A heart for volunteerism, a passion for education


Third princess Katelyn Ellis is the granddaughter of one of the festivals cofounders and an aspiring college administrator

by: STAFF PHOTO BY LISA K. ANDERSON - Katelyn Ellis was the 2012 recipient of the Bob Tufts Rising Star Award in recognition of her significant service contributions as an Oregon Association of Collegiate Registrars and Admissions Officer member with fewer than five years of experience.She remembers well the day she discovered the rock in Meinig Park.

Katelyn Ellis knew her family had always been involved with the festival, but not that her matriarch had been instrumental in getting it off the ground.

On the rock was a dedication to her grandmother, Lynn Ellis, who cofounded Sandy Mountain Festival.

Ellis' grandmother had died before she was born, but she was heartened to see the dedication. It reaffirmed her involvement in the festival, which began when she was a little girl.

"It's ingrained in us," Ellis says. "It's what we do."

Ellis, who turns 26 this week, is the third Sandy Mountain Festival princess for 2012-13 and was delightfully surprised to hear the news.

"In my family, you volunteer and don't expect anything in return," Ellis says, with a smile. "That's the whole point of volunteering. I was really surprised."

Ellis has played many roles in the festival, from counting out tickets to jurying shows, and staking the park to working on the fall Spook Trail the festival used to hold.

"She's always done stuff behind the scenes," says Ellis' maternal aunt, Shannon Montgomery, a former festival princess. "I was thrilled to hear she was on the court. My mother had two granddaughters, and Katelyn is the only one who lives in the area. "She's always believed there's so much in life to learn. She's very outgoing, has a great sense of humor and is quite a high achiever."

Ellis grew up in Sandy, attending Sandy Grade School, Cedar Ridge Middle School and Sandy High School. She exited Sandy High early to attend Mt. Hood Community College and eventually transferred to Portland State University to earn her bachelor's degree in psychology and mathematics.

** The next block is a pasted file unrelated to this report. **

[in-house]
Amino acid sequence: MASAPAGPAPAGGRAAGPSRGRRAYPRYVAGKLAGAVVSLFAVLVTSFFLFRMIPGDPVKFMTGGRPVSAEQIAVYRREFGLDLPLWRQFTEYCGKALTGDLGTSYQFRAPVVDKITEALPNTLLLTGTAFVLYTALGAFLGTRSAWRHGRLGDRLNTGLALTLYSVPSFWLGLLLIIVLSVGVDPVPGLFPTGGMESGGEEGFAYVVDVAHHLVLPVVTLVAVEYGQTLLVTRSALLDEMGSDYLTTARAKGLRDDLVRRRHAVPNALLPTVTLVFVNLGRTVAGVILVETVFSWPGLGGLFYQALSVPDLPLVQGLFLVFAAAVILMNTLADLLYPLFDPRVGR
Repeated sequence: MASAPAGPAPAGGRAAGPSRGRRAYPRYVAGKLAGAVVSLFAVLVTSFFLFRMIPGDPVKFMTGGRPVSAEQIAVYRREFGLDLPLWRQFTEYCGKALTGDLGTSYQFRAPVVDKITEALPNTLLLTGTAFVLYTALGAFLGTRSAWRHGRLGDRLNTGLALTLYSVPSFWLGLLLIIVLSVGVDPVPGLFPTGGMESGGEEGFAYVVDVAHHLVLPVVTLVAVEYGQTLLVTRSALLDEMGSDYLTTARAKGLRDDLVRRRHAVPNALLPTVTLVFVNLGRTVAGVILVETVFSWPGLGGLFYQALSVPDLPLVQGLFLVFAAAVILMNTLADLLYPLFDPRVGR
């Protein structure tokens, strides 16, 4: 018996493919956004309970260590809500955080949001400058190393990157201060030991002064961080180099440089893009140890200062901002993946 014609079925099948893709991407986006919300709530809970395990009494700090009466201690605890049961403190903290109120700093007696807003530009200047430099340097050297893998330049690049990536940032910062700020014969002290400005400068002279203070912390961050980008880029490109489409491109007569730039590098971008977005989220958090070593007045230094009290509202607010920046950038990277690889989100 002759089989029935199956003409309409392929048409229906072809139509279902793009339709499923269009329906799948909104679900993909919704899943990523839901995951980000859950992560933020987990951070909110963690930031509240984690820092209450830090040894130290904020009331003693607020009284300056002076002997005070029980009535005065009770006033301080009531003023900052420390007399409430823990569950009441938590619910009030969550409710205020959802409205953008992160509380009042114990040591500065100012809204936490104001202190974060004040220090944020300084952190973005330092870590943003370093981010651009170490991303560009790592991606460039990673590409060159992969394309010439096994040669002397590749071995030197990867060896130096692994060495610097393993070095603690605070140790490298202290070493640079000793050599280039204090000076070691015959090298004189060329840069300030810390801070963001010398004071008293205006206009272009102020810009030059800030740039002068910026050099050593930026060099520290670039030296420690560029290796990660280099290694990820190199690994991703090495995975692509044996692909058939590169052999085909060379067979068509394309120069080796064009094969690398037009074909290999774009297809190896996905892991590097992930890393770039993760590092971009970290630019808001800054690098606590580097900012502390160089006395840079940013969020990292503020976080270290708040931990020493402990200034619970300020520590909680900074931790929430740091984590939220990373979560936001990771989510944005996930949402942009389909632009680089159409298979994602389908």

Ellis jokes that she's been in college forever - today she's one class away from completing her master's degree in educational policy at Portland State.

Indeed, education is Ellis' passion.

She began working at Mt. Hood Community College as a work study file clerk and worked her way through reception and secretarial positions before entering her current position as an admissions adviser and transcript evaluator. Ultimately, she dreams of working as a college administrator.

"She's destined for big things," says coworker Erin Sause. "I adore her - she's fun, kind-hearted and willing to bend over backward to help students, co-workers, family and friends. She would do anything for anybody."

Another coworker, Christy Weigle, noted how Ellis offered to provide childcare for her so Weigle could get homework done.

"She's focused on how to help students succeed," Weigle says. She's a very fun and caring person with a very good support system behind her."

Ellis' mom and aunt both work at the college, too, and she refers to her family members as a lineage of strong women.

Becoming a festival princess is the icing on top of the cake for Ellis this year. Besides finishing her master's degree this year, she will marry her sweetheart, Brian Goslin, in September and the two were about to close on a house in Gresham at press time.

"She's kicking butt at everything," Sause says. "Sometimes I joke with her and say, ‘How do you fit one more thing in your schedule?'"

But Ellis keeps a humble attitude, saying her proudest accomplishment is learning it doesn't matter where you start from, it's about where you finish.

Her family is delighted to share in this celebratory year with Ellis.

"I'm very happy my mom's legacy has continued," her aunt Shannon Montgomery says. "The festival was part of her heart and soul when she was alive. We have been involved since the beginning, and we're still involved 40 years later."